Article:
So the notion of completely failing the process just doesn’t feel right for me. I feel its an exit hatch. But, maybe this exit hatch is the way to solve things in Elixir and Erlang? Do i get benefits over failing the process versus handling the errors? I have worked with Actors in Scala with the akka framework, and actors dying is not a problem.

But maybe this now borderlines into needing its own thread? For ex “Whats the benefits on failing a process versus handling exceptions explicitly?” It has do with more than just the tediousness of error handling. The language syntax in Elixir doesnt make it hard to code it up or even abstract out an error handler object.

I think there are errors and there are errors. They can be of different types and reasons.

For example you may be using input that has come from “outside” then it would be reasonable to check the data and if it has bad format then return some value saying it was bad and please resend it in the correct format.

If however the error is due to internal errors in your code (yes they do happen :wink:) then maybe the only sensible thing to do is to let it crash, i.e. crash that process and let the system clean up around so it can keep going. Checking error values everywhere and at all levels will result in really messy and error prone code.

There are errors and there are errors and there is no one way which is best to handle them all.

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One distinction nobody seems to have talked about yet is also the fact that there are independend processes on the beam. Where in other languages one might need to wrap things in layers of “don’t let errors out” on the beam you often just spawn another process to do the work and just see if it responds with something useful or crashes.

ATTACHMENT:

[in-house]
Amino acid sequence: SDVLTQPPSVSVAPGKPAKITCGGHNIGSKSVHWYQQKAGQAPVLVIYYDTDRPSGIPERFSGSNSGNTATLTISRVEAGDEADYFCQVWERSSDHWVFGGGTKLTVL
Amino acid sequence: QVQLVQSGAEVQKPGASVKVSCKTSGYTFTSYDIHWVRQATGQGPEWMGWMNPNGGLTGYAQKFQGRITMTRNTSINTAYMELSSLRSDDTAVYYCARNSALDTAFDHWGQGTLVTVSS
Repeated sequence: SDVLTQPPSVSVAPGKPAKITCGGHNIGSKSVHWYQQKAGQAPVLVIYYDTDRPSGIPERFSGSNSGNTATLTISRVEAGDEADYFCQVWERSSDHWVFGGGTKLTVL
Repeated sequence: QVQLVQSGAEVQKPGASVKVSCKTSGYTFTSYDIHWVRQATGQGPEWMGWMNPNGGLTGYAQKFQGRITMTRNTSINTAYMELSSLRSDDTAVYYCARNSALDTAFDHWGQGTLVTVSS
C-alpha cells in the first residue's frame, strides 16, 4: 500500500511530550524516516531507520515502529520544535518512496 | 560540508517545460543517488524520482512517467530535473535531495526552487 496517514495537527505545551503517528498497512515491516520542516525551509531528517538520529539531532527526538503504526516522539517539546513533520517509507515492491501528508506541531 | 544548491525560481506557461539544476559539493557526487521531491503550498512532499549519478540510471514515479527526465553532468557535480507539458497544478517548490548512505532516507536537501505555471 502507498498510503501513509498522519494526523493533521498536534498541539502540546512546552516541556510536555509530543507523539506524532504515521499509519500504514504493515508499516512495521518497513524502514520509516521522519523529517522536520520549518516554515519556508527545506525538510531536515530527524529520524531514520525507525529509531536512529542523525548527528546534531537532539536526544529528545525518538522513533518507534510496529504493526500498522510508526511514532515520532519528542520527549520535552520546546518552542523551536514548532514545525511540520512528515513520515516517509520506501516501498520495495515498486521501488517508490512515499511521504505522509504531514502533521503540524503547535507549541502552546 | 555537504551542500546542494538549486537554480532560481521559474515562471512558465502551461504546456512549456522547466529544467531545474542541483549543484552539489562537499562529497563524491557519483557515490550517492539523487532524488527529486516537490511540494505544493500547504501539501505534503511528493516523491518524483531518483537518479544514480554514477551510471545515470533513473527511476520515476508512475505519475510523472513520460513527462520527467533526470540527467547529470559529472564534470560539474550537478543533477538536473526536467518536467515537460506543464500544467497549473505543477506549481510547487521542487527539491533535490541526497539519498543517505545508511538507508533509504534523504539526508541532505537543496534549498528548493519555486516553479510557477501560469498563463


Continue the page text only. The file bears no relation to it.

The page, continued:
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I think phoenix has nice facilities for this: fill out the error handler, and in controller processing it will 1) return the correct response to the user’s request and 2) then continue to propagate the error.

More generally, your callers should be expected to be good citizens of your API and interpret the error codes accordingly and back off. Then you only need handle poor citizens the same way you do others: with a rate-limiting policy.

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Yes. This. We don’t talk about this often enough. Once someone gets truly comfortable with lightweight processes with fault tolerance, then processes because a design technique. They can be used to limit the “blast radius” of an error. On a prior project I worked on we had a sort of batch job we did on behalf of our customers. We didn’t really need concurrency, but we launched each customer’s data in a separate process. This way, just in case one customer had bad/invalid/unexpected data/errors, it wouldn’t prevent all the subsequent customers’ data from being processed.

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By the mere virtue of using Phoenix, you are some 5 to 15 coding lines away from having it return HTTP 400, 422 or whatever else according to your specs when input is mis-shapen. It’s really easy to do.

I agree that when it comes to web endpoints we should make a very best effort to not just crash with an HTTP 500. In my work I return a lot of HTTP 400s plus appropriate validation error messages.

That being said, some errors should be left to bubble up so they can pop in our monitoring systems, and then we can investigate. Would it be useful to have super defensive code that issues a warning buried somewhere: "Integer.parse has been called with base 47"? IMO it would be more noticeable if we deliberately let this crash so we can get visibility of the problem and see if we can make the calling code stop doing stupid crap – or should we really add the super defensive code.

Like with all things, it’s a balance. Don’t get overly paranoid. Put guards around DB operations and 3rd party APIs, absolutely; but you can’t recover from a situation where somebody wants to parse an integer with a base 47.